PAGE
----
Archive for March, 2010

Headphones For Air Travel – What’s Best?

So I’m a month into my engagement to the west. I must say I miss my music weekends. However the beaches down this side aren’t so bad and neither is my ever increasing budget for more hi-fi.

I’ve done a fair deal of air travel in the last few weeks, and thought I’d write a brief review of headphones for the purposes of air travel (and earphones/canalphones, which I will categorise as headphones from here on to save wear on my keyboard).

Background
I have a number of headphones, all with certain strengths and weaknesses. However, the effectiveness of headphones is much more dependent on the listening environment than the headphones themselves. Listening to headphones in a quiet room is a completely different experience, and requires different gear, compared with using headphones in a car, or on a plane.

The key factor here is ambient noise.

If there was no ambient noise, nearly all headphones would be open, medium/large in size and nobody would bother with earphones/canalphones. The choice of headphone design is essentially a matter of where it will be used.

So, what’s best for a plane? I tested a number of my headphones:
- Apple iPod stock earphones (free, with iPod)
- Random Audio Technica canalphones (Not sure of model, bought a few years ago for $30 at an airport)
- Audio Technica ATH-ANC3 (Noise cancelling, canalphones $250)
- Alessandro MS-2 (Open headphones, $300)
- Bose Quietcomfort 15 (Noise cancelling, closed headphones $400)

Here’s what I found.

Apple iPod stock earphones
These were the first I tested. They weren’t exactly horrible, but it was obvious that they were hardly adequate. Sound quality is rather poor and noise reduction is lacking. In fact, I have some of those little foam “socks”, which I put on and improved noise performance tremendously. Still, I wouldn’t bother with these. Even the poorest quality canalphones would be an improvement.

Random Audio Technica canalphones
These were a significant improvement on the iPod stock earphones (as expected). However only in the form of noise reduction (clearly). Surprisingly the bass performance on these earphones was quite disappointing and was even beaten by the iPod stocks. If I had to travel I’d choose these, but only as better-than-airline-headset earplugs…

Audio Technica ATH-ANC3
Now we’re getting somewhere. The active noise cancellation is a stark change from the “leaky” noise supression of the other headphones. The sound quality is good and noise cancellation really works. If you’re travelling at night, just leave your mp3 player on with some quiet music. The noise cancellation really helps to reduce the sound of the jets, which, after about 4 hours of travel will sound like a roar when your breakfast comes and you need to take them off to talk to the stewardess. Yummy.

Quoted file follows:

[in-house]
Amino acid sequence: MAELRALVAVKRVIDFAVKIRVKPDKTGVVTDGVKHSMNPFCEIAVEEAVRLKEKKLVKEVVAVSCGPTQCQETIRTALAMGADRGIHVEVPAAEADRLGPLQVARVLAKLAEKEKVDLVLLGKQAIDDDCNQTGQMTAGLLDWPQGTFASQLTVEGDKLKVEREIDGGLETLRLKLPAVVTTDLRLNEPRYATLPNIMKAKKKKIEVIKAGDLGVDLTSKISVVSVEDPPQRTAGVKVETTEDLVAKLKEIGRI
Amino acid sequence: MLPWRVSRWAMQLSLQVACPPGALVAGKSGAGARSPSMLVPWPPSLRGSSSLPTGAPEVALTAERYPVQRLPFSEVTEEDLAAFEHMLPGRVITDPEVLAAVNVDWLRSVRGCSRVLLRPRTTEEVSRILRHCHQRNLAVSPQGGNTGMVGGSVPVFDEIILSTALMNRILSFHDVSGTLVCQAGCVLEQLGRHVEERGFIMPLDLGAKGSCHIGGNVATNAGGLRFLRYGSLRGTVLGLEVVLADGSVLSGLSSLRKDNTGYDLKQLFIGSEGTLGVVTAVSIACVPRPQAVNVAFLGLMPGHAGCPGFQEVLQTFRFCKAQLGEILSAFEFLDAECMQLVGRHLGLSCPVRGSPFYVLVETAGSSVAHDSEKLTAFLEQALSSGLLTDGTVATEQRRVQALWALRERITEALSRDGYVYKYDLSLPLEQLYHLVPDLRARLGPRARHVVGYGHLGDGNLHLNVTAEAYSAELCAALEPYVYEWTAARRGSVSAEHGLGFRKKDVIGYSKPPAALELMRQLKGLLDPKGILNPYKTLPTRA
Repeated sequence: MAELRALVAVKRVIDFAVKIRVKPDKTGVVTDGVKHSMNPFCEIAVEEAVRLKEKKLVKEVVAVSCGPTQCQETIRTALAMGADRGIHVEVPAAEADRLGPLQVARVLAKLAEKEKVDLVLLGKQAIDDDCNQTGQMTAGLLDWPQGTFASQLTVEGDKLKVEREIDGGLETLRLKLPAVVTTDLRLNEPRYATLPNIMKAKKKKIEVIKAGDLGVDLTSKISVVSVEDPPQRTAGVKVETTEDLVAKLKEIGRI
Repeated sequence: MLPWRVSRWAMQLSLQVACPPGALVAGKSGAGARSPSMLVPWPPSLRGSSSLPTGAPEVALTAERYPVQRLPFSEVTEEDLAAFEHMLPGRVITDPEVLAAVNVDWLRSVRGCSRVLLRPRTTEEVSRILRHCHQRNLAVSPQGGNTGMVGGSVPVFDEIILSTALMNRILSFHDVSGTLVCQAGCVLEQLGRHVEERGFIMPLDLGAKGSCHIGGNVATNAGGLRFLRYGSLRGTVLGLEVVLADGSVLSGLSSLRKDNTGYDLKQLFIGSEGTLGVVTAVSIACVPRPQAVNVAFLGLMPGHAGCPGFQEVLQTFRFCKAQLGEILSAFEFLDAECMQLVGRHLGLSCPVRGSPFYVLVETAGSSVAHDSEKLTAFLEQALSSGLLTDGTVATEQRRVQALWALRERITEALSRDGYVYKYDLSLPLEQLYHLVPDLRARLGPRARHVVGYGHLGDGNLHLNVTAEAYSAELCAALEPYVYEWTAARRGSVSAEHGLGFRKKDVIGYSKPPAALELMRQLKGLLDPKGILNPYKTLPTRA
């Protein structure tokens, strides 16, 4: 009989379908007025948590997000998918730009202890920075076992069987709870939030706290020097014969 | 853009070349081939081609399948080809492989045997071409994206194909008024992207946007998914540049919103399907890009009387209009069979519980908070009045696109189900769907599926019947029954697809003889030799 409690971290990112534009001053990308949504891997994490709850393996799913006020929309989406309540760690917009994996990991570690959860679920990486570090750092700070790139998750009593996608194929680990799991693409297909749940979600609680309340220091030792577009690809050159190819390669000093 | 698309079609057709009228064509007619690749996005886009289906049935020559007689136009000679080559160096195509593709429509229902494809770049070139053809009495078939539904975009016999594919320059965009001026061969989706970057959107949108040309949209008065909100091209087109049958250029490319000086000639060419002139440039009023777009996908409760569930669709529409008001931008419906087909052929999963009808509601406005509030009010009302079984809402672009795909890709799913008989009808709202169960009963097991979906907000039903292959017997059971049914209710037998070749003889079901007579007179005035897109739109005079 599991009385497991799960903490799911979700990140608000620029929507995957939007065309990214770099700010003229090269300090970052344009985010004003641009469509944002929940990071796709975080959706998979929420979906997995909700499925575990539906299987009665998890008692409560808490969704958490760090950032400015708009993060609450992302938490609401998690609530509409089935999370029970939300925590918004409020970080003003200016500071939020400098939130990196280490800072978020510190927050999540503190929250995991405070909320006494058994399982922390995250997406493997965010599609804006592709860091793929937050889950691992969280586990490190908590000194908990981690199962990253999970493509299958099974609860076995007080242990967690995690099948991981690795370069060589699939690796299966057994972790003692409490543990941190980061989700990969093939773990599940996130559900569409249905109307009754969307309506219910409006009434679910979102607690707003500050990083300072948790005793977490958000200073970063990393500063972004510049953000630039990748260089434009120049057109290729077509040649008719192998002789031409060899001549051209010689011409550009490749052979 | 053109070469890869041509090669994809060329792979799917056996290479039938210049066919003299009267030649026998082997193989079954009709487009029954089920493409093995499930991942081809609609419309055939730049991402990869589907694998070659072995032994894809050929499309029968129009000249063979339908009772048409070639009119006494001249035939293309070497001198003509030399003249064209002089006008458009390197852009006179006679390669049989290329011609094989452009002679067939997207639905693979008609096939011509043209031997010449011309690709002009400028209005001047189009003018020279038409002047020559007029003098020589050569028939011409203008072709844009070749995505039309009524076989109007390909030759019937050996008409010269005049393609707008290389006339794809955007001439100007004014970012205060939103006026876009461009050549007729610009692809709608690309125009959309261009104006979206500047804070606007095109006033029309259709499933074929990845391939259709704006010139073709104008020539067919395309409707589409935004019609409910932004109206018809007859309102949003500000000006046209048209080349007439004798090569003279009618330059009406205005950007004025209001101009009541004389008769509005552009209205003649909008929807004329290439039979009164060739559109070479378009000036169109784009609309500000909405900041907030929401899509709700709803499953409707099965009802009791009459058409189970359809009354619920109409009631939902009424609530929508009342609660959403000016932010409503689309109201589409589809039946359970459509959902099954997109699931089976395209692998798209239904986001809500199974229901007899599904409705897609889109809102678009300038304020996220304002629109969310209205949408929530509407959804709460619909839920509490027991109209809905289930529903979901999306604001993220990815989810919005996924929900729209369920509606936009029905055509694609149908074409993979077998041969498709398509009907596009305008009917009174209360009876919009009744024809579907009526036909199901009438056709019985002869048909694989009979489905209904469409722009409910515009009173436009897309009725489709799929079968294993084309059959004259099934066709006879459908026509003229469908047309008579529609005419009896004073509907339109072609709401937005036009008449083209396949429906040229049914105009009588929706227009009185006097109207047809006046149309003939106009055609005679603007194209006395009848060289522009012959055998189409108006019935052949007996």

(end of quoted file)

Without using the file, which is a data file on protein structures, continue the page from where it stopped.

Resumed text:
Alessandro MS-2
Don’t even bother with these. For an hour flight they’d keep you entertained, any longer and you’d have trouble justifying wearing them. On an aircraft, comfort in being able to move is key, and these won’t allow you to rest your head sideways, or really in any position other than sitting up straight. Open headphones are nearly useless on aircraft. I love these headphones otherwise, but leave them at home…

Bose Quietcomfort 15
I borrowed these off a friend after he raved to me day and night about them. So I tried them on. They’re extremely good. The roar of the jet goes to a dull murmur in the background, and Diana Krall really sings. The sound is albiet, a little dry, but I suppose that’s the effect of extreme noise reduction. There’s little ambience to it, but it’s a good compromise. One annoyance, despite the excellent sound performance, is the fact that these headphones are as big as the Alessandros. While I found them better fitting and much more comfortable around the ears, they still don’t allow you to rest your head. Only use if you’re not sleeping.

Conclusion?
Audio Technica ATH-ANC3 by a clear margin. Canalphones do a lot to reduce noise, and adding noise cancellation makes air travel much easier. The Bose headphones have a nicer sound, but if I was to choose them on sound I’d be going for the Alessandros. Open headphones are completely useless on planes, and while active noise cancellation works quite well, insulation from noise works better. For pure comfort and noise reduction, canalphones with noise cancellation are the way to go. If you’re not going to be sleeping or resting your head, you could also consider the Bose headphones.

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